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Darby O'Gill and the Little People

Hermenie Templeton Kavanagh

Leaves of Grass

Walt Whitman

Vanity Fair

William Thackery

The Picture of Dorian Gray

Oscar Wilde

First Principles of the Reformation

by Martin Luther


1 It is a pleasure to be able to refer for this passage to the first volume of the new Critical Edition of Luther's works, just published in Germany, page 613, line 21. This magnificent edition, prepared under the patronage of the German Emperor, is the best of all contributions to the present Commemoration. It must supersede all other editions, and it ought to find a place in all considerable libraries in England. A translation of the passage in question will be found in the Bampton Lectures of the present writer, p. 186.

'Letters, edited by Dc Wettc, i. p. 19.

What it proclaimed was that, if men would but believe it, they could at any moment grasp God's forgiveness, and live henceforth in the assured happiness of His personal favour and love. Of this blessing His promise was the only possible warrant, and like all other promises, it could only be accepted by Faith. Every man is invited to believe it, since it is offered to all for Christ's sake; but by the nature of the case, none can enjoy it who do not believe it.

The ground, however, on which this promise was based affords another striking illustration of the way in which Luther's teaching was connected with that of the Middle Age. Together with that V^^PH!!^^"'"11 ^ divinej^j^git"

and of human sin just mentioned, the awful vision of our —1 » ■ ii ■ ii - .—_—

Lord's suffering-s_and of His atonement overshadowed the whole thought of those times. St. Anselm, in the Cur Deus Homo, had aroused deeper meditation on this subject than had before been bestowed upon it; and in this, as in other matters, he is the type of the grand school of thought which he founded. As in his mind, so throughout the Middle Age, in proportion to the apprehension of the terrible nature of the Divine justice, is the prominence given to the sacrificial means for averting the Divine wrath. The innumerable Masses of the later Middle Ages were so many confessions of the deep-felt need of atonement; and formal as they ultimately became, they were in intention so many cries for forgiveness from the terrorBtruck consciences of sinful men and women. Luther was a true child of the Church in his deep apprehension of the same need, and it was precisely because he realised it with exceptional truth and depth that he was forced to seek some djeeper_satisfaciion Jhan the offering of Masses could afford. He reasserted the truth that the need had been met and answered_flnHP fTM~ o11 tLe Sn^r1^0 TM\ fTl Q Cross; and by proclaiming the sufficiency of that one eternal offering he swept away all the "Sacrifices of Masses," while at the same time he "provided"TKe answer to the craving to which they testified. The doctrine of the Atonement, as asserted at the Reformation, is the true answer to that cry of the human conscience which the Church of the preceding age had vainly endeavoured to satisfy. The Sacrament, of which the Mass was I a perversion, was thus restored to its true character ofi a pledge and an instrument of blessings bestowed by God, instead of a propitiatory offering on the part of men. The Cross of Christ, the favourite symbol of the medieval Church, was thus held aloft by the llefornier in still deeper reality, as the central symbol of the Church's message, and as the one adequate ground for the faith to which he called men.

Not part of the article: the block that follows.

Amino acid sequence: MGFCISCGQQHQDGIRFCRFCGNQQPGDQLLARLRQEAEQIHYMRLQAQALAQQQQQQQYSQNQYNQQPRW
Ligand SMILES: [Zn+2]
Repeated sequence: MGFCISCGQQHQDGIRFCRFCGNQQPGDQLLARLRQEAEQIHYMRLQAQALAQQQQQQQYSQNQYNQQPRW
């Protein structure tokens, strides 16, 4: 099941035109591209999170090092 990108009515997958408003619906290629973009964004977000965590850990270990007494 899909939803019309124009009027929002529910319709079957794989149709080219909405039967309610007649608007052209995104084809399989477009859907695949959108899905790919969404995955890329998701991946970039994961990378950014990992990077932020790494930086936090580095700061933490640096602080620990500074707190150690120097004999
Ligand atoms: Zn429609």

Now the view of the Christian life involved in this principle of Justification by Faith found its most complete and beautiful expression in the Treatise "On Christian Liberty," translated in this volume; and a brief notice of the teaching of that treatise will best serve to explain the connection between Luther's cardinal doctrine and the other principles which he asserted. As is explained at the close of the introductory letter to Leo X. (p. 101), he designed it as a kind of peaceoffering to the Pope, and as a declaration of the sole objects he had at heart, and to which he desired to devote his life. "It is a small matter," he says, "if you look to its bulk, but unless I mistake, it is a summary of the Christian life in small compass, if you apprehend its meaning." In fact, it presents the most complete view of Luther's theology, alike in its principles and in its practice, almost entirely disembarrassed of the controversial elements by which, under the inevitable pressure of circumstances, his other works, and especially those of a later date, were disturbed. Perhaps the only part of his works to compare with it in this respect is the precious collection of his House-postills, or Exposition of the Gospels for the Sundays of the Christian Year. They were delivered within his domestic circle, and recorded by two of his pupils, and though but imperfectly reported, they are treasures of Evangelical exposition, exhibiting in a rare degree the exquisitely childlike character of the Reformer's faith, and marked by all the simplicity and the poetry of feeling by which his mind was distinguished. It is by such" works as these, and not simply by his controversial treatises or commentaries, that Luther must be judged, if we wish either to understand his inner character, or to comprehend the vast personal influence he exerted. But in its essence, the Gospel which he preached, the substance of what he had learned from the temptations, the prayers, the meditations—tentationes, orationes, meditationes—of his life as a monk, is sufficiently embodied in the short Treatise on Christian Liberty.

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